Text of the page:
A Harman International auto entertainment system is once again at the centre of a car hacking issue as Dutch researchers have used the device's Wi-Fi connection to exploit an open port enabling remote code execution.
Researchers Daan Keuper and Thijs Alkemade at Computest discovered the vulnerability, which is found in Harman units installed in some Volkswagen company vehicles. The proof-of-concept test was conducted on nine different cars including 2015 Volkswagen Golf GTE and an Audi A3 Sportback e-tron vehicles. Computest decided to attempt this hack to build upon the previous work done by Charlie Miller and Chris Valasek, which exposed additional flaws in Harman's auto entertainment systems, that were also from 2015 model vehicles.
If the flaw is exploited a hacker “Could listen in to conversations the driver is conducting via a car kit, turn the microphone on and off, as well as gaining access to the complete address book and the conversation history. Furthermore, due to the vulnerability, there is the possibility of discovering through the navigation system precisely where the driver has been, and to follow the car live wherever it is at any given time,” the Computest report stated.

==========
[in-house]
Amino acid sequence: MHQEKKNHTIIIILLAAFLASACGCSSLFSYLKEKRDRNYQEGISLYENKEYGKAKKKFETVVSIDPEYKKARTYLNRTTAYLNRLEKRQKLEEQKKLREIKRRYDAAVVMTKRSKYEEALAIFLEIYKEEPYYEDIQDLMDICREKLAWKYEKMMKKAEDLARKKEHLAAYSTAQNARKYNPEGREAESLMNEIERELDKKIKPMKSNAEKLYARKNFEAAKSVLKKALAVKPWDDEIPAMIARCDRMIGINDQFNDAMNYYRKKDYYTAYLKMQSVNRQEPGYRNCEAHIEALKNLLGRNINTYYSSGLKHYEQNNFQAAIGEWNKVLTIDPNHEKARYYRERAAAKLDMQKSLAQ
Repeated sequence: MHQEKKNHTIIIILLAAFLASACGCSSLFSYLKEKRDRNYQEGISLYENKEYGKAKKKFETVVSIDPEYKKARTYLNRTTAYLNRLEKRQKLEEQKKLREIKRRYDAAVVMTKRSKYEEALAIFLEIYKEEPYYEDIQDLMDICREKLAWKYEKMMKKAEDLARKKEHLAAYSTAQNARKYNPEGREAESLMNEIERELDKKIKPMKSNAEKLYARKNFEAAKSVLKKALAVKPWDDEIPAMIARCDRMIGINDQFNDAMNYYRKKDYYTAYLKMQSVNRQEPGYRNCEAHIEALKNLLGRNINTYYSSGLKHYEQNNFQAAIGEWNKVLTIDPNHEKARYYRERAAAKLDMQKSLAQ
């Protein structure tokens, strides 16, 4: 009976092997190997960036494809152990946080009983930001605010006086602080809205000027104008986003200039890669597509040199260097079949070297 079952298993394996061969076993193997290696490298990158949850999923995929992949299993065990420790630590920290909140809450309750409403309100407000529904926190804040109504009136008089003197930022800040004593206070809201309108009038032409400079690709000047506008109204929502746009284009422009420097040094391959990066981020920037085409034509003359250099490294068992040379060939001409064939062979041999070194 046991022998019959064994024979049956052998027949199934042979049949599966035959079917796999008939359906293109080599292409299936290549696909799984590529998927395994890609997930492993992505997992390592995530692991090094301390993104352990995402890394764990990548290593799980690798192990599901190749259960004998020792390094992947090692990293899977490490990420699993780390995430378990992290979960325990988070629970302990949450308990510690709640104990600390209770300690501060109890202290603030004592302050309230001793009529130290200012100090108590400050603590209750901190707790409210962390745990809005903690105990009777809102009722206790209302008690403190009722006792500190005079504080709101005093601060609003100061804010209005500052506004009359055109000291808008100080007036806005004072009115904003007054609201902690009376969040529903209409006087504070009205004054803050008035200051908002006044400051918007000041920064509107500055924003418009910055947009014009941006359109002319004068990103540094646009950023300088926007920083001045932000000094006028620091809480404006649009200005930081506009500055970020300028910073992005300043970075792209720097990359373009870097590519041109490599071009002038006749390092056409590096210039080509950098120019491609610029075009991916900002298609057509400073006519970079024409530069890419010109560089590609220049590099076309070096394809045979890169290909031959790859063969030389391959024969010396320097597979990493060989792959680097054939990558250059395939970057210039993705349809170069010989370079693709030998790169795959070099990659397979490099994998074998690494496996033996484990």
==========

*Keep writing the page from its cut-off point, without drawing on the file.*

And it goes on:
The researcher's goal was to gain access to the car via the Internet and without directly accessing the hardware. The final attack vector utilised the car's Wi-Fi hotspot, which did require the attacker to be near the target vehicle.
The issue was presented to Volkswagen and the issue has been fixed. The report noted any fix applied must be done by a dealer and cannot be handled by a simple over the air firmware update.
Keuper and Alkemade noted the system they were able to access connects, indirectly, with the car's ability to brake and accelerate. However, Computest decided to halt testing before this was proven conclusively.
“We believe in the value of digitalisation and in the role played by the ethical hacker community in investigating and drawing attention to the associated risks. But such work must remain justifiable. When you test the vulnerability of this type of critical functions, you are potentially acting illegally and you are possibly breaching the intellectual property rights. You need to be extremely careful when doing that,” said Hartger Ruijs, director and founder of Computest.